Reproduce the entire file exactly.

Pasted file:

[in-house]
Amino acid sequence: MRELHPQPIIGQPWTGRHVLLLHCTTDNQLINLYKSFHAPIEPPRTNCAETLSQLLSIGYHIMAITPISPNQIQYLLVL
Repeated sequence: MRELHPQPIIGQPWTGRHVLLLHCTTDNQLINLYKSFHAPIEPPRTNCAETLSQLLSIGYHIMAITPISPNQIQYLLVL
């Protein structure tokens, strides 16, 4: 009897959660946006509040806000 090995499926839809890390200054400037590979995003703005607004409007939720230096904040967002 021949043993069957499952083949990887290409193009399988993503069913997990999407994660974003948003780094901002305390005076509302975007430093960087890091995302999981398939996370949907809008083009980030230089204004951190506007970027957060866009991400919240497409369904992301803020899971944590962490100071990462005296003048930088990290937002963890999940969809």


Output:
[in-house]
Amino acid sequence: MRELHPQPIIGQPWTGRHVLLLHCTTDNQLINLYKSFHAPIEPPRTNCAETLSQLLSIGYHIMAITPISPNQIQYLLVL
Repeated sequence: MRELHPQPIIGQPWTGRHVLLLHCTTDNQLINLYKSFHAPIEPPRTNCAETLSQLLSIGYHIMAITPISPNQIQYLLVL
């Protein structure tokens, strides 16, 4: 009897959660946006509040806000 090995499926839809890390200054400037590979995003703005607004409007939720230096904040967002 021949043993069957499952083949990887290409193009399988993503069913997990999407994660974003948003780094901002305390005076509302975007430093960087890091995302999981398939996370949907809008083009980030230089204004951190506007970027957060866009991400919240497409369904992301803020899971944590962490100071990462005296003048930088990290937002963890999940969809």